FDA held advisory committee hearing on alternate use of drug May 10th; a decision on Gilead’s application was expected as soon as next Friday, June 15th
In mid-February, FDA granted an expedited review of Gilead’s supplemental New Drug Application (sNDA) for use of Truvada as an HIV prevention pill—an announcement that came despite dubious research studies and days after release of another study that showed one key component of Truvada is associated with significant risk of kidney damage and disease that increases over time
WASHINGTON (June 8, 2012) AIDS Healthcare Foundation (AHF), the nation’s largest HIV/AIDS nonprofit medical provider welcomed the news today that the Food and Drug Administration (FDA) is delaying a ruling on and application by Gilead Sciences for the possible approval of the use of its blockbuster AIDS treatment Truvada as a form of HIV prevention pill. Gilead filed a supplemental new drug application (sNDA) for such use in December; in February 2012, the FDA granted an expedited review of Gilead’s application for approval by the FDA to market once-daily Truvada® (emtricitabine/tenofovir disoproxil fumarate) for pre-exposure prophylaxis (PrEP) to reduce the risk of HIV in uninfected adults. On May 10th, the FDA held an Advisory Committee hearing on the issue during which public comment opposing such use of the drug was heard from by more than 25 members of the audience. At the conclusion of the meeting, the Advisory Committee voted to advise the FDA to grant approval of Gilead’s application. Under statutory regulations, it was expected that a ruling by the FDA would be issued by next Friday, June 15th.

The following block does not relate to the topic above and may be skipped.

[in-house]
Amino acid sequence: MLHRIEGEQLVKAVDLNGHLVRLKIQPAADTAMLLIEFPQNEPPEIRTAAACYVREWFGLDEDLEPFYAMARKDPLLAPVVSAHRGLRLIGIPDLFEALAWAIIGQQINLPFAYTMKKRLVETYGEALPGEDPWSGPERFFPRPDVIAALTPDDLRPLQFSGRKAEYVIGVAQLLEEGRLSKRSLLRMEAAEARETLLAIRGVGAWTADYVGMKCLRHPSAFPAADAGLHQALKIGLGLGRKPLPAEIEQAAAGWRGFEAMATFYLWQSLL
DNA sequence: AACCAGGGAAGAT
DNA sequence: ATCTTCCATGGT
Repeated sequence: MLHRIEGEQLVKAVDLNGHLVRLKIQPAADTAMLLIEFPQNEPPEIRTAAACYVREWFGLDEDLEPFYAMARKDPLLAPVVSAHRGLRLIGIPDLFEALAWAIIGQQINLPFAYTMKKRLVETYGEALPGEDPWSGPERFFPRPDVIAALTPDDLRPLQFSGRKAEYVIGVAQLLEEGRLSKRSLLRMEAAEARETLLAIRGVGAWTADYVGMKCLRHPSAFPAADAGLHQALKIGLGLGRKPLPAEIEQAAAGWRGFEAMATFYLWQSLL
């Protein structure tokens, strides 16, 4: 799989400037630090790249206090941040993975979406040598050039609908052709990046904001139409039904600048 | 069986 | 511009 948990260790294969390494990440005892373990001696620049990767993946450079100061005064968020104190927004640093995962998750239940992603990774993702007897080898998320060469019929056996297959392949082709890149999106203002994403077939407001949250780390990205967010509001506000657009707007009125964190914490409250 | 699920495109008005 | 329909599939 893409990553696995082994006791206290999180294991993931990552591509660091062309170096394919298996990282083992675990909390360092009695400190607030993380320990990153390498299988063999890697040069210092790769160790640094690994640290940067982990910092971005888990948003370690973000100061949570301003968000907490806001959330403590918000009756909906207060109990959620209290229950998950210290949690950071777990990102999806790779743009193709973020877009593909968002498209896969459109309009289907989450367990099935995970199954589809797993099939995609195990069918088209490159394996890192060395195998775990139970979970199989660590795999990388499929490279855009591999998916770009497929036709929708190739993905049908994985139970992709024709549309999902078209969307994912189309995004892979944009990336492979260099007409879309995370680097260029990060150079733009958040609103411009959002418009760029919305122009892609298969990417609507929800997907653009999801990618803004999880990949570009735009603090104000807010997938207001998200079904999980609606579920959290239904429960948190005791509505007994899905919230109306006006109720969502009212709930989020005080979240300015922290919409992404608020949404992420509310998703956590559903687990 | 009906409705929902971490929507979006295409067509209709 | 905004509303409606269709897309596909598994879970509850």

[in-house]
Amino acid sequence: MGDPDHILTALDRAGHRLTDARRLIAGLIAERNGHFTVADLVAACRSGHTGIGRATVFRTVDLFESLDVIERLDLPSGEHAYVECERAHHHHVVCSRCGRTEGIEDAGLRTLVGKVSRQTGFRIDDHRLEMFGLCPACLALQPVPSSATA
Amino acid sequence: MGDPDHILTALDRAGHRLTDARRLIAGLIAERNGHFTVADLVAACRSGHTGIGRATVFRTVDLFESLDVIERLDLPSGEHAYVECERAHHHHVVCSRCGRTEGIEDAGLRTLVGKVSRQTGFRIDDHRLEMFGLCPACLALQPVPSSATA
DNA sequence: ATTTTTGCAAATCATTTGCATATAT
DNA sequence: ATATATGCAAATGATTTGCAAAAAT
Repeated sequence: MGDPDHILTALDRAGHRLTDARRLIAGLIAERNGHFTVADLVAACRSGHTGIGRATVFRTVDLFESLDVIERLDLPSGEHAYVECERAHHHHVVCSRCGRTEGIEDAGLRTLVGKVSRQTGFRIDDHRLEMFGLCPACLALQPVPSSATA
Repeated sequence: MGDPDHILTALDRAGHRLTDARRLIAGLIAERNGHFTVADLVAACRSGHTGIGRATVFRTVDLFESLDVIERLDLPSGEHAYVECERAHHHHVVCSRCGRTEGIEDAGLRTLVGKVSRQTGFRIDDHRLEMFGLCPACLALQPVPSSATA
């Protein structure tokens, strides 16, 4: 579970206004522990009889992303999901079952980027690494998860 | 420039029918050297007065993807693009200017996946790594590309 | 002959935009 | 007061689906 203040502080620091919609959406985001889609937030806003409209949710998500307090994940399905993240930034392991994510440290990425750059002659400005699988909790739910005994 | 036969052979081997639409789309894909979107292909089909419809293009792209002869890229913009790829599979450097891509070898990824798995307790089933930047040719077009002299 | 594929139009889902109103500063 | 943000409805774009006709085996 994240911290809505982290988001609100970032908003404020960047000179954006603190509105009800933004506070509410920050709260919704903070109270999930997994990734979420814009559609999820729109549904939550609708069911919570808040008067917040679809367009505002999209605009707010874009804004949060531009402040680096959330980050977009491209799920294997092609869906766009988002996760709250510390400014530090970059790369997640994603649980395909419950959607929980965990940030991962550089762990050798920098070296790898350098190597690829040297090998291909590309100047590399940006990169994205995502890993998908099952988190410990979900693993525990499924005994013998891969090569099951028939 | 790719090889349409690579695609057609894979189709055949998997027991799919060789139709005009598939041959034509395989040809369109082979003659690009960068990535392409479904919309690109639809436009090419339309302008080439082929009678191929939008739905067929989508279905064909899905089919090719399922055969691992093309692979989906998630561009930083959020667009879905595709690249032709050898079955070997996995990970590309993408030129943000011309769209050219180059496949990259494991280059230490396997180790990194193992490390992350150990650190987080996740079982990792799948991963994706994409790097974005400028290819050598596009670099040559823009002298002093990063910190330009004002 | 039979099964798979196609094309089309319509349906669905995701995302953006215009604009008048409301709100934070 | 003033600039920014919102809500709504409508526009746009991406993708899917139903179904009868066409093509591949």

“We are extremely pleased that the FDA will delay a decision on approval of use of Gilead’s AIDS treatment Truvada as a form of HIV prevention and will take another look at the issue and process,” said Michael Weinstein, AHF’s President. “From the beginning we believe there was a rush to judgment by government officials and others in favor of such approval despite decidedly mixed studies offered in support—as well as other studies in which were stopped outright as they were showing no preventive benefit whatsoever. If the FDA ultimately goes forward with an approval of the drug for prevention use, at minimum they should require HIV testing as part of the protocol—something the advisory committee decided against when it recommended approving use of Truvada as prevention.”
With respect to Gilead’s supplemental new drug application for Truvada as a prevention pill, it is AHF’s understanding that many members of the Antiviral Drugs Advisory Committee had taken firm positions regarding the desirability of approving the sNDA long before the committee met in May. The fact that a majority of the committee (it is believed that the committee comprised 23 voting members on May 10, 2012) had been appointed less than one month before the meeting, and that at least eight members were appointed within one week of the meeting, suggests that committee members were not properly vetted and screened regarding possible intellectual conflicts of interest.